If this was a 1 TB hard drive I would likely dedicate around 25% of the disk to root, have my swap and boot (appropriately sized), and the rest for home. So, roughly 200+ GB for root, 1-2 GB boot, possibly a 16 GB swap, and then 700+ GB for home. Swap is usually double your RAM, but with an 8 GB or more system you likely do not need swap to be bigger than your RAM. Swapping too much can trash your disk and when you use 16 GB of RAM that really is a lot. You either need more physical RAM for what you are doing or figure out what is causing such high RAM usage. Swap was great when systems only had 64 megabytes, and hard drives could have a 2 gigabytes (or 2,000 megabtyes).

Step 18

Step 19:

Now that we have configured LVM we need to actually configure the partitions on the drive. Back on the main partition disks menu, it should like something like this:

Step 19

Double click or select a partition (In this case boot) and configure it appropriately.

Boot 1 Boot 2 Boot 3

As the screen shots show, I am configuring this partition to be an ext4 filesystem, mounted at /boot, and labeled as boot. You likely will also be using an ext4 filesystem. For each of your logical volumes (which you should have labeled!) do the same. Here is what you do for the swap one:

Swap 1 Swap 2

Step 20:

Now you are back to the main menu, it should look like this:

Step 20

Now you complete the installation process as you normally would. Remember to install GRUB on the drive with your /boot (If you are using only 1 disk, this is the disk your install is on). You can also set up a one to two GB boot partition OUTSIDE the encrypted LVM either on a flash drive or on the disk but outside of the encrypted area.

In Conclusion

I have done this install many times over. I am very familiar with the Debian and other similar installers because I used to distro hop every month. You can know what works and does not work after a lot of practice yourself. You do not have to have this identical. As you can see, you can size and label things however you want. However, Root should be at least 20 GB (more if you install a lot of stuff), and boot at least 500 MB, and swap roughly 2 times or equal to your RAM on 8 GB or less systems. Some people forego swap all together but what works for you is different than anyone else.

So practice this on VM, or a spare laptop or if you are brave, the only computer you own. Depending on the disk size, what you are doing with that computer, what kind of computer it is, and what your needs are are going to determine what partitions you need or do not need.

The simplest partitioning scheme would be 2 partitions. A swap partition, and the rest of the disk as /.

Read the installation guide to know more about the Debian Installation process.

Best of Luck!

  • Many thanks! I should get to try it out by tomorrow, and let you know if I have any probs., and if not, choose your answer.
    – CodeLurker
    Commented Apr 3, 2020 at 20:59
  • OK. I tried it. My sequence of screens was a little different, but I think I got the idea. I wound up with a set of partitions much like yours, except I a partition for /home is misguided, since it's just one more size barrier to bump up against, vs. having them all on one; and as in the ?, Linux needs much more swap space than 2x RAM - just open too many tabs, and its a hard reboot.
    – CodeLurker
    Commented Apr 5, 2020 at 7:35
  • The problem is, I installed to bare metal, and have a FDD. When I rebooted, it said Failure reading sector 0x0 from 'fd0' and then error disk 'lvmid/XXX' not found. I definitely did create the logical volumes on the encrypted partition; as my partitions looked like yours, except without the /home partition. I found a guide online on how to get grub to re-install itself, using a live disk :/. I'll give that a try. Excellent guide, but it shouldn't be this hard.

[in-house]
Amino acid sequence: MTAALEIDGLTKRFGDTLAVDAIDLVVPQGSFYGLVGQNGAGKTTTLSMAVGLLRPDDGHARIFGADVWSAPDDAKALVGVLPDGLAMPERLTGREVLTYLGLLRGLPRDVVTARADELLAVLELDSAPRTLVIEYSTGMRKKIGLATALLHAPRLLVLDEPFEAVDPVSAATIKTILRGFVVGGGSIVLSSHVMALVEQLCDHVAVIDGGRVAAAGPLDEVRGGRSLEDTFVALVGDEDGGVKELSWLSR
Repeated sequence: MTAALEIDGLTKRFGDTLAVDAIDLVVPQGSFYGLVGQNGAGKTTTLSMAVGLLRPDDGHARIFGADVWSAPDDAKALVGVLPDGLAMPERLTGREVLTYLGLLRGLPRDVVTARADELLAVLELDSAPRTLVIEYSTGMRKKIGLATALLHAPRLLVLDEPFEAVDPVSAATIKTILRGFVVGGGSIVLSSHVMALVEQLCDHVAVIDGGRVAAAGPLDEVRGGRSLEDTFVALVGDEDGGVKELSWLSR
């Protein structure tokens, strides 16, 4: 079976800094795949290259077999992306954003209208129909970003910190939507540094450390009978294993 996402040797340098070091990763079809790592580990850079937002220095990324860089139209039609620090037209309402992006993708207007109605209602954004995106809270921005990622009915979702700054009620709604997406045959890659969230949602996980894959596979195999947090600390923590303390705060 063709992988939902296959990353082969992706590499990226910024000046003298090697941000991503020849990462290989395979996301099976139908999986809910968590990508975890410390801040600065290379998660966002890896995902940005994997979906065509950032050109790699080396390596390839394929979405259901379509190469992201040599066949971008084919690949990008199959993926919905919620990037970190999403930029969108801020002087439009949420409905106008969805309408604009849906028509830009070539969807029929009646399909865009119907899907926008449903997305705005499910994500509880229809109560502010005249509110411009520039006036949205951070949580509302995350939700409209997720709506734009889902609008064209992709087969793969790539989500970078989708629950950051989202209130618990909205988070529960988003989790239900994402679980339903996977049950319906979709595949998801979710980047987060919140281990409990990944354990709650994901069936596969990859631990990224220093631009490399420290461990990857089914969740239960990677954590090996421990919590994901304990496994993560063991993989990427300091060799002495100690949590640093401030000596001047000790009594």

– CodeLurker
    Commented Apr 5, 2020 at 7:40
  • 1
    @codelurker Sounds like you need the boot partition outside the encrypted lvm. Try creating the boot partition first then the encrypted part with lvm inside. Also how much ram does your system have? What size is your disk? 30 gb of swap is a lot. 8 gb of ram should be more than enough for dozens of chrome tabs. Please update your post. Thank you.
    – kemotep
    Commented Apr 5, 2020 at 11:19
  • I had read that many ppl prefer Debian to, e.g. CentOS, due to the community.
    – CodeLurker
    Commented Apr 5, 2020 at 16:58

The solution proposed by Kemotep is perfect but misses one step and leads to the following error after the installation of Debian 10:

Welcome to GRUB!

error: disk 'lvmid/aZkahN-GT7B-VBCB-e9cv-dGtK-Jaoh-IIKvGl/BNlZio-shHU-Rssf-2LYZ-IKwf-edfv-ICD4ze' not found.
Entering rescue mode...
grub rescue>

This seems to be because /boot is encrypted

To fix this, you need to create a partition dedicated to /boot before the step 4:

  • double click on the free space of your device
  • setup a 1GB partition at the beginning of your device
  • assign it to /boot and turn the Bootable flag on

You can now run the installation until the end as described, except at step 8, you don't need to turn on the Bootable flag

  • Thanks a lot... but if I don't want to create boot partition, should I skip your step?
    – MaXi32
    Commented Feb 21, 2021 at 4:12
  • You need an unencrypted boot partition, or another way to load the Linux kernel.
    – quazgar
    Commented May 11, 2021 at 20:01
  • The OP was about full disk encryption, you are leaving the /boot out of it.
    – chefarov
    Commented Oct 31, 2021 at 15:25
  • 8
    For UEFI you have to make an EFI and a /boot partition, then all was kosher for me
    – Hashbrown
    Commented Jan 12, 2022 at 14:07
  • 1
    @TomaszWaszczyk, I won't be writing a tutorial at this time. The nuxnap repo has all the tricks needed excluding UEFI. With UEFI, the goal would be to sign the kernel and fuse the keys in HW so it cannot be tampered with. Commented Jun 27, 2023 at 20:44